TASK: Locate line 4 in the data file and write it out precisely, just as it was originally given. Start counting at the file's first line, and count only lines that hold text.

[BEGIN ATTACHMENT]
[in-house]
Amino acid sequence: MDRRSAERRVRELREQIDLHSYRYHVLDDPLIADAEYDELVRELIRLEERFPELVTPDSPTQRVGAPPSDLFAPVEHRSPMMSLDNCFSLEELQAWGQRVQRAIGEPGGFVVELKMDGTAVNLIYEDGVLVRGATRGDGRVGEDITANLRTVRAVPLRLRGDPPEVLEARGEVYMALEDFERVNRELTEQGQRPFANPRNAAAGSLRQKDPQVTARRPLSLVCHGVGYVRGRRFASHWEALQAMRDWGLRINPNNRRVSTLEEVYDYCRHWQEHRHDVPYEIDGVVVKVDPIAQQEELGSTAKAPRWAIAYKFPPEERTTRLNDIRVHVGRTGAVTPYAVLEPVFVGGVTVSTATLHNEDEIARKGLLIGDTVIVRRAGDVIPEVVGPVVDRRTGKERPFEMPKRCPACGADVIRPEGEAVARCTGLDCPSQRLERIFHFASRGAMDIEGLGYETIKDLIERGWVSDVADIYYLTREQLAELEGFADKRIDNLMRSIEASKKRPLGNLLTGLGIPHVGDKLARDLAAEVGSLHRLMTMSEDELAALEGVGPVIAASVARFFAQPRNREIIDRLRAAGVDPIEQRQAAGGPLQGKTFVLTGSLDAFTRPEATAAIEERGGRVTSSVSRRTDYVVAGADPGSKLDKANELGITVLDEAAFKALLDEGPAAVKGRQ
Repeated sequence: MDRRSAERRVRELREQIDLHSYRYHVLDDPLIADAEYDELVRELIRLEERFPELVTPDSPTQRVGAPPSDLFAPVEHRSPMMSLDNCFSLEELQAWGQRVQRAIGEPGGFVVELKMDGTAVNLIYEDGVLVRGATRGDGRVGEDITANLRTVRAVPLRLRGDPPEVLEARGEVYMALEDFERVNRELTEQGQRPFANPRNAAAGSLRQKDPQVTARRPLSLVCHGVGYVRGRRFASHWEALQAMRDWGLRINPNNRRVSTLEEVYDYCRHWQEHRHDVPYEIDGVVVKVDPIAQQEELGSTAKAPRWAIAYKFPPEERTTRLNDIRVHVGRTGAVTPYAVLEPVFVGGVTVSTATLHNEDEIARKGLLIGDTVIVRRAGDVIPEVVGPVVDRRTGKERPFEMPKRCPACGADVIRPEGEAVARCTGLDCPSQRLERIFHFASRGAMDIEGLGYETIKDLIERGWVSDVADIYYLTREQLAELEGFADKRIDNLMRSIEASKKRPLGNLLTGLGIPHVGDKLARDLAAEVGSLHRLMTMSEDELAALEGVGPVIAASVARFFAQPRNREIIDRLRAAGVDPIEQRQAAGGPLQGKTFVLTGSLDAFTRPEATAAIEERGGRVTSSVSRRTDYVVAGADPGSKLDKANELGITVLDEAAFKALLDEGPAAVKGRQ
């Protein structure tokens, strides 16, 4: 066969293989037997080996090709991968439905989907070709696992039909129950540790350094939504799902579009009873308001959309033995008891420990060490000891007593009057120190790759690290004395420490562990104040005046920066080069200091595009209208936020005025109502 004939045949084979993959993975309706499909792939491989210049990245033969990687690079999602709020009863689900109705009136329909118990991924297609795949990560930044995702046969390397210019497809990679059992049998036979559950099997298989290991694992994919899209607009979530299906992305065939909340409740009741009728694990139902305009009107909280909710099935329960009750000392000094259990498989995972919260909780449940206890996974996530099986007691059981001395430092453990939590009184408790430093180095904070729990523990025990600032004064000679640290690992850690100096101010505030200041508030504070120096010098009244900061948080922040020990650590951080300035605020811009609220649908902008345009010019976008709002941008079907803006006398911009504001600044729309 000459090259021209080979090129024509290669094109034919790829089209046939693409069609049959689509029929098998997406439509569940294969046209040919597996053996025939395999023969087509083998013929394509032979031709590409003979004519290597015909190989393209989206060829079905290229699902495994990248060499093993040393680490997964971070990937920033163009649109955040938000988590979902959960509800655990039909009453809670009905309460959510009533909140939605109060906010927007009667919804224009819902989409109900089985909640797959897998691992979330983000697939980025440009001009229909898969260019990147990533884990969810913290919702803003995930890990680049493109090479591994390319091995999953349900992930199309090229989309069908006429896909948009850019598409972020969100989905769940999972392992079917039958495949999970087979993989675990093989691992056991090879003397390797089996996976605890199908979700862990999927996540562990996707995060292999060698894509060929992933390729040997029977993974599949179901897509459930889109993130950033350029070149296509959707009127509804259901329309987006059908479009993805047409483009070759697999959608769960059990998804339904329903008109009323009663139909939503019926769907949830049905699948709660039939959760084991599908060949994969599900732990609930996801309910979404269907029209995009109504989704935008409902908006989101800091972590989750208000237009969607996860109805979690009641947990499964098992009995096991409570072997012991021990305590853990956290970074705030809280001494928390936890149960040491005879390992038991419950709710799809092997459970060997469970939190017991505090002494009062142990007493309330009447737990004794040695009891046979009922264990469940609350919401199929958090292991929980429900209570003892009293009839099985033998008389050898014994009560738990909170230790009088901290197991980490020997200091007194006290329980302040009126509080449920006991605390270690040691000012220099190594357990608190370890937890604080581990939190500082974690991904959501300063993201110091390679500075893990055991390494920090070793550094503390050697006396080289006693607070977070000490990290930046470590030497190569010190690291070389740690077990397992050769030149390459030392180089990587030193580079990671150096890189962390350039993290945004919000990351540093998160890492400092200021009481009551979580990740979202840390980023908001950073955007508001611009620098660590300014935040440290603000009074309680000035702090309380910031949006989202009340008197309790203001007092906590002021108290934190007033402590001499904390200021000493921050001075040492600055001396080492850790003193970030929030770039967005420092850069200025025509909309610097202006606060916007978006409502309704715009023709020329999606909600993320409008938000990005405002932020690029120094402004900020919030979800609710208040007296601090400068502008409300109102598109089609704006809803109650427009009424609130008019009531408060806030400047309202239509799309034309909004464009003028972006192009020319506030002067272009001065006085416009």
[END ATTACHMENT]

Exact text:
């Protein structure tokens, strides 16, 4: 066969293989037997080996090709991968439905989907070709696992039909129950540790350094939504799902579009009873308001959309033995008891420990060490000891007593009057120190790759690290004395420490562990104040005046920066080069200091595009209208936020005025109502 004939045949084979993959993975309706499909792939491989210049990245033969990687690079999602709020009863689900109705009136329909118990991924297609795949990560930044995702046969390397210019497809990679059992049998036979559950099997298989290991694992994919899209607009979530299906992305065939909340409740009741009728694990139902305009009107909280909710099935329960009750000392000094259990498989995972919260909780449940206890996974996530099986007691059981001395430092453990939590009184408790430093180095904070729990523990025990600032004064000679640290690992850690100096101010505030200041508030504070120096010098009244900061948080922040020990650590951080300035605020811009609220649908902008345009010019976008709002941008079907803006006398911009504001600044729309 000459090259021209080979090129024509290669094109034919790829089209046939693409069609049959689509029929098998997406439509569940294969046209040919597996053996025939395999023969087509083998013929394509032979031709590409003979004519290597015909190989393209989206060829079905290229699902495994990248060499093993040393680490997964971070990937920033163009649109955040938000988590979902959960509800655990039909009453809670009905309460959510009533909140939605109060906010927007009667919804224009819902989409109900089985909640797959897998691992979330983000697939980025440009001009229909898969260019990147990533884990969810913290919702803003995930890990680049493109090479591994390319091995999953349900992930199309090229989309069908006429896909948009850019598409972020969100989905769940999972392992079917039958495949999970087979993989675990093989691992056991090879003397390797089996996976605890199908979700862990999927996540562990996707995060292999060698894509060929992933390729040997029977993974599949179901897509459930889109993130950033350029070149296509959707009127509804259901329309987006059908479009993805047409483009070759697999959608769960059990998804339904329903008109009323009663139909939503019926769907949830049905699948709660039939959760084991599908060949994969599900732990609930996801309910979404269907029209995009109504989704935008409902908006989101800091972590989750208000237009969607996860109805979690009641947990499964098992009995096991409570072997012991021990305590853990956290970074705030809280001494928390936890149960040491005879390992038991419950709710799809092997459970060997469970939190017991505090002494009062142990007493309330009447737990004794040695009891046979009922264990469940609350919401199929958090292991929980429900209570003892009293009839099985033998008389050898014994009560738990909170230790009088901290197991980490020997200091007194006290329980302040009126509080449920006991605390270690040691000012220099190594357990608190370890937890604080581990939190500082974690991904959501300063993201110091390679500075893990055991390494920090070793550094503390050697006396080289006693607070977070000490990290930046470590030497190569010190690291070389740690077990397992050769030149390459030392180089990587030193580079990671150096890189962390350039993290945004919000990351540093998160890492400092200021009481009551979580990740979202840390980023908001950073955007508001611009620098660590300014935040440290603000009074309680000035702090309380910031949006989202009340008197309790203001007092906590002021108290934190007033402590001499904390200021000493921050001075040492600055001396080492850790003193970030929030770039967005420092850069200025025509909309610097202006606060916007978006409502309704715009023709020329999606909600993320409008938000990005405002932020690029120094402004900020919030979800609710208040007296601090400068502008409300109102598109089609704006809803109650427009009424609130008019009531408060806030400047309202239509799309034309909004464009003028972006192009020319506030002067272009001065006085416009």